Blues music was known to break down the stereotypes of Black people and play a role in the fight for justice and equality during the Jim Crow and racial segregation period of time. Historically, blues music was sung solo by a male artist that play instruments like the piano or the guitar. In the instance that it was sung by a woman, she was usually accompanied by a male pianist or guitarist. Most blues singers at this time were born and raised in the Deep South. Most blues music uses the twelve-bar AAB form or something similar to it.
Blues music places emphasis on individual expression and improvisation. The basic melodic structures of blues music originated from the field holler (or field cry) from folk music. Blues songs express feelings. The lyrics are realistic and serious, but may include exaggerations in the form of amplifications of the truth, and humor in the form of cleverness and irony. The songs include a large range of human emotions such as confidence and sadness. The songs are usually about love and sex.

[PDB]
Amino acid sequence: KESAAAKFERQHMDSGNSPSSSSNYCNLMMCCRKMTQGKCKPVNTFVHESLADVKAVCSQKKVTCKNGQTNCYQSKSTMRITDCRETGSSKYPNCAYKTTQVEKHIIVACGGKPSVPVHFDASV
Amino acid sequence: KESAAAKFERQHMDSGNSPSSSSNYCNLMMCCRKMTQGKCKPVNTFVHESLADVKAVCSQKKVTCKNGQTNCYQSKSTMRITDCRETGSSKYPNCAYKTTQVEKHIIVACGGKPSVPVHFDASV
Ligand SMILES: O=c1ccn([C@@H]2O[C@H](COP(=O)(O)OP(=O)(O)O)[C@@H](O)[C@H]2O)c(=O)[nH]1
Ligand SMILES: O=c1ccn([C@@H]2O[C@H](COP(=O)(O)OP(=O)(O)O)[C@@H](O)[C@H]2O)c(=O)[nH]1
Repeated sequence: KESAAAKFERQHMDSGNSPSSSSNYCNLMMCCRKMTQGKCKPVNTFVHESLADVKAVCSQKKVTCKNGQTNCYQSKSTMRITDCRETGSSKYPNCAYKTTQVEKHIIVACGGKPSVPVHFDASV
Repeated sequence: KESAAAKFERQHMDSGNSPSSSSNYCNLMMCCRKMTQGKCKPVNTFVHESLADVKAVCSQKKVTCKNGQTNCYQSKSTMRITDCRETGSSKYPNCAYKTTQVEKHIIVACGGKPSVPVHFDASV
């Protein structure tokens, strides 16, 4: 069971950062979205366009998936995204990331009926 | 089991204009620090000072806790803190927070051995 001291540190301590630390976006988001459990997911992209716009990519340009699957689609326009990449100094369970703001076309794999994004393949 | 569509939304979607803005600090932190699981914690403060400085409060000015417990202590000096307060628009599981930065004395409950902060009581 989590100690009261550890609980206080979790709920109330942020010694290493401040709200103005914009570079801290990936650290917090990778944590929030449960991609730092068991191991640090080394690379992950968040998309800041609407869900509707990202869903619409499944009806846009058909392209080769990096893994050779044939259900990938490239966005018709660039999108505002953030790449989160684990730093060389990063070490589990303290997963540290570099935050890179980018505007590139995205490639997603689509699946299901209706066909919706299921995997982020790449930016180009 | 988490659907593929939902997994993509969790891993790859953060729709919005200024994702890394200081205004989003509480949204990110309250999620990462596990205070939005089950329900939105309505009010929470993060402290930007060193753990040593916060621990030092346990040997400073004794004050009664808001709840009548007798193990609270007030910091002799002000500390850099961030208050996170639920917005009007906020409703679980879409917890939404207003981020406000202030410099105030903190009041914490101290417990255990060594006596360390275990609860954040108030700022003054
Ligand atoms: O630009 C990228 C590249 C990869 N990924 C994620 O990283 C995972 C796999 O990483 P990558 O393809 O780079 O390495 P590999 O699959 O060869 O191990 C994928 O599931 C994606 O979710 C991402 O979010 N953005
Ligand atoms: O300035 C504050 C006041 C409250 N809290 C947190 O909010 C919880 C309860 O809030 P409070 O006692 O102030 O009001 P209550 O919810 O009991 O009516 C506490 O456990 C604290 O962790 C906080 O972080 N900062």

Blues music includes a combination of European and African elements of music. Its form of voice harmonies and I-IV-V harmony in accompaniment, instrumentation, and strophic form come from European traditions. Its overall flexibility regarding style, rhythm, tone, and timbre come from Africa.
Along with blue notes and the blues scale, instruments are necessary in the construction and performance of blues music; they are known as the second voice. The electric guitar became a large part of blues instrumentation in the 1940s and 50s.
The boogie-woogie piano style formed in the 1930s and 40s due to self-taught pianists. This style includes repetitive riffs and improvised and syncopated melodies. In the 1940s and 50s, blues music gradually became more rhythmic and louder. This style was known as jump blues. In the 1970s, a melismatic, gospel-influenced style of blues emerged: soul blues.